Viral Loop & the Lean Startup

Disruption of internet service can make you do things you wouldn’t have imagined doing anytime soon. For me this weekend, it was reading books that have long been collecting dust on my desk. I read Viral Loop on Saturday and The Lean Startup on Sunday. These bullet points are just a way for me to recall what I learned from these books.

Viral Loop (Adam Penenberg)

  • Viral expansion loop
    • Viral loop
    • Viral network
    • Double viral loop
  • Collective curation
  • Viral businesses
    • Tupperware and Ponzi-scheme (Pyramid schemes), Netscape
    • Spreadable product
    • Virality Coefficient
  • Characteristics of Viral loop businesses
    • Web-based
    • Free
    • Organizational technology
    • Simple concept
    • Built-in Virality
    • Extreme fast adoption (Hotmail, Facebook, Skype)
    • Virality Index (> 1.0)
    • Predictable growth rates
    • Network effects (Telephone, IMs, social networks)
    • Stackability (on another viral business)
    • Point of nondisplacement
    • Ultimate saturation
  • Viral Marketing
    • Hotmail (remember Get your free email at Hotmail in email footer?)
  • Viral Networks
    • eBay
    • PayPal stacked over eBay
    • MySpace
    • Flickr and YouTube stacked over MySpace
  • Scaling issues of (almost) every viral product
    • eBay, Twitter
  • Long tail vs heavy tail

In the end, it just felt like reading stories of a couple of internet successes, but was an interesting read nevertheless.

The Lean Startup (Eric Ries)

  • Entrepreneurs are everywhere
  • Entrepreneurship is management
  • Incremental innovation vs disruptive innovation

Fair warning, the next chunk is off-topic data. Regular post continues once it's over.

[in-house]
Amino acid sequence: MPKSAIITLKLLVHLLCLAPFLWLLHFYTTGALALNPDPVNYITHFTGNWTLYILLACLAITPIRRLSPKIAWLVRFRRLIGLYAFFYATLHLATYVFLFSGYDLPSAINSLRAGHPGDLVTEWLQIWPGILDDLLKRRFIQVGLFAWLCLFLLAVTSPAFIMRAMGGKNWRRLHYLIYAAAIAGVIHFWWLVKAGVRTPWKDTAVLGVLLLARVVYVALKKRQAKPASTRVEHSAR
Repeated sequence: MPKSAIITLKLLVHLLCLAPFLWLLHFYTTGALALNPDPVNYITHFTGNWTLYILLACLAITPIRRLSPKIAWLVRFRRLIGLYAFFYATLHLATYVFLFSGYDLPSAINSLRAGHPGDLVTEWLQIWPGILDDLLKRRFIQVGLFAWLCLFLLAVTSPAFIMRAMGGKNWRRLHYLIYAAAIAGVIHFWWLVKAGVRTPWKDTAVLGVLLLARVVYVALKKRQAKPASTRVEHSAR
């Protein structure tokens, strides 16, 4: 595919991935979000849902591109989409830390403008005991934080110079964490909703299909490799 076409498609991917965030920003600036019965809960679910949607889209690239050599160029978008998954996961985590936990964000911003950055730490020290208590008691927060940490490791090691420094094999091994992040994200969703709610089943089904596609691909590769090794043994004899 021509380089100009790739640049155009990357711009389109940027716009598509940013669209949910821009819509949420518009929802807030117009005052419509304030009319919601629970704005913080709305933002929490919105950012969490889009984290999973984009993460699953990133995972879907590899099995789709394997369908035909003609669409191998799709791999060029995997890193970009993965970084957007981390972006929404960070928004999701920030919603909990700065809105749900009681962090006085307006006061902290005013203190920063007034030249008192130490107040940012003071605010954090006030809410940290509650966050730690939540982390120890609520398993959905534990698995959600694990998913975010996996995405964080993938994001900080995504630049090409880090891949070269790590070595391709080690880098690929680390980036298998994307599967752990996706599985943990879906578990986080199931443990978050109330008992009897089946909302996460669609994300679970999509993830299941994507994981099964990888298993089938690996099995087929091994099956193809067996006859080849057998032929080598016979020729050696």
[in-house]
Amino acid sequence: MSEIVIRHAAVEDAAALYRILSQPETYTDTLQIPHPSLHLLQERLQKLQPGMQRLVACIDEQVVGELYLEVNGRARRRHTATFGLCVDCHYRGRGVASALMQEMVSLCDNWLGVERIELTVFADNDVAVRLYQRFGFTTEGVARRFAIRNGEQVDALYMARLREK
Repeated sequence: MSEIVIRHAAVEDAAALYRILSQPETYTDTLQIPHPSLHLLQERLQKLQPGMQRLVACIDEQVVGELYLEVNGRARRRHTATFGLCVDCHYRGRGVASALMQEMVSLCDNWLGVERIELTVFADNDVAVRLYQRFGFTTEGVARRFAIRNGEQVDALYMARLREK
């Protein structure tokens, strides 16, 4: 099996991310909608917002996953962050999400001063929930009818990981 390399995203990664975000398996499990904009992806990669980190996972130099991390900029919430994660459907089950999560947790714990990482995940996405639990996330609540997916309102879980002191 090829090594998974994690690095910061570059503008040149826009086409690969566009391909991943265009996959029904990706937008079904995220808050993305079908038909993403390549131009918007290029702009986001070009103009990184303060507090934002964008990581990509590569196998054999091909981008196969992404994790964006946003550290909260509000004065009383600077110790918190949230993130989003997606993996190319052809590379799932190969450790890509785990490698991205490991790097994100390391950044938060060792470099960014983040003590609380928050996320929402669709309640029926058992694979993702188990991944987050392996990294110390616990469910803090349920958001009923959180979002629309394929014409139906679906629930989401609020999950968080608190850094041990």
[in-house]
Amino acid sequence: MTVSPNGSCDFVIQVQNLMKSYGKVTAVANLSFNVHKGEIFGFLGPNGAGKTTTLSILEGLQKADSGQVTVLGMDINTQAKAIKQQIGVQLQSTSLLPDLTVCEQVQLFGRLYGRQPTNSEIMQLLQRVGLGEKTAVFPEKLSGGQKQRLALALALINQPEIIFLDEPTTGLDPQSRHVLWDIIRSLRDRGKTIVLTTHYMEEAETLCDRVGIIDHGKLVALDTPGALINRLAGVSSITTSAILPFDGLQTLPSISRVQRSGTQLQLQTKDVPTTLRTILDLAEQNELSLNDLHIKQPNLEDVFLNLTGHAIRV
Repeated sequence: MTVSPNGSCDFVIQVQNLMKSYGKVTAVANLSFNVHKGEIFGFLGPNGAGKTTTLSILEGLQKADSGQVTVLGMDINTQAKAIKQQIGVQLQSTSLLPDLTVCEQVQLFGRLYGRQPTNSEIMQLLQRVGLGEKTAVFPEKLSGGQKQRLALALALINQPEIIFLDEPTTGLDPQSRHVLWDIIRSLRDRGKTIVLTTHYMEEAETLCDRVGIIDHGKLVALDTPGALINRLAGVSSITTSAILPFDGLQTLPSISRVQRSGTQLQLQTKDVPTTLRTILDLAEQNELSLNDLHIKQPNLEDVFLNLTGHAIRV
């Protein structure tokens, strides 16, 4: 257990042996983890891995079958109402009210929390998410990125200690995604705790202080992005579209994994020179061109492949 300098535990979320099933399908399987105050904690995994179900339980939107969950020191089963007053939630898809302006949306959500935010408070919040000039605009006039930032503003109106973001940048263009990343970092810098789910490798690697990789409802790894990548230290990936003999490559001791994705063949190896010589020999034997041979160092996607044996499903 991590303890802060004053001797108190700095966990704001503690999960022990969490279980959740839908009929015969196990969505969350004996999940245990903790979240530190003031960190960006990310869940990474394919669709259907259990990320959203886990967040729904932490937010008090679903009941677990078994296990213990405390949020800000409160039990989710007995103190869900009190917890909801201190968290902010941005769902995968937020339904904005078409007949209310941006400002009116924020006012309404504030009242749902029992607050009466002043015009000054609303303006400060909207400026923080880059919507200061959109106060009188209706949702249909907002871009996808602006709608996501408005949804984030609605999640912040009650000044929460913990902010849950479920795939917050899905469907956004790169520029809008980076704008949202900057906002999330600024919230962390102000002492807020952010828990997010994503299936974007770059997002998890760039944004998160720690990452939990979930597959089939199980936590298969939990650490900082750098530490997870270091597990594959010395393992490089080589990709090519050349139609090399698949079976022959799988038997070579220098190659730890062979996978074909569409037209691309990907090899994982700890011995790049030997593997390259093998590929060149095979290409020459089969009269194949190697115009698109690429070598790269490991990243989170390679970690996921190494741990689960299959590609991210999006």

• Validated learning
  • Develop an MVP
  • Eliminate uncertainity - Test assumptions
  • Innovation accounting - vanity metrics and actionable metrics
  • Split testing (A/B testing)
  • Kanban principle:
    • Four stages of development of features:
      • Product backlog
      • Actively being built
      • Done (technically)
      • Being validated
  • Argument resolution through split test reports
  • Three A’s of metrics:
    • Actionable
    • Accessible
    • Auditable
  • Pivot: Changing course with one foot anchored to the ground
  • Different pivots(and the Votizen story):
    • zoom-in pivot
    • customer segment pivot
    • Customer need pivot
    • platform pivot
    • plus more
  • Pivot or Persevere
  • Single piece flow & effect of batch size
    • Large batch spiral death
  • Countinuous innovation and continuous deployment
  • Build-measure-learn cycle and planning it backward
  • Controlled scaling (Gmail)
  • The five why’s
  • User story for every feature
  • Collect and organize feedback from various forums

You can find lots of common references between these two books. Overall, it has been an entertaining and meaningful journey. I recommend these books to anyone building a product s/he’s is expecting to take over the world. Now that these two books are off my to-read list, wondering what to read next… Toyota Production System by Taiichi Ohno?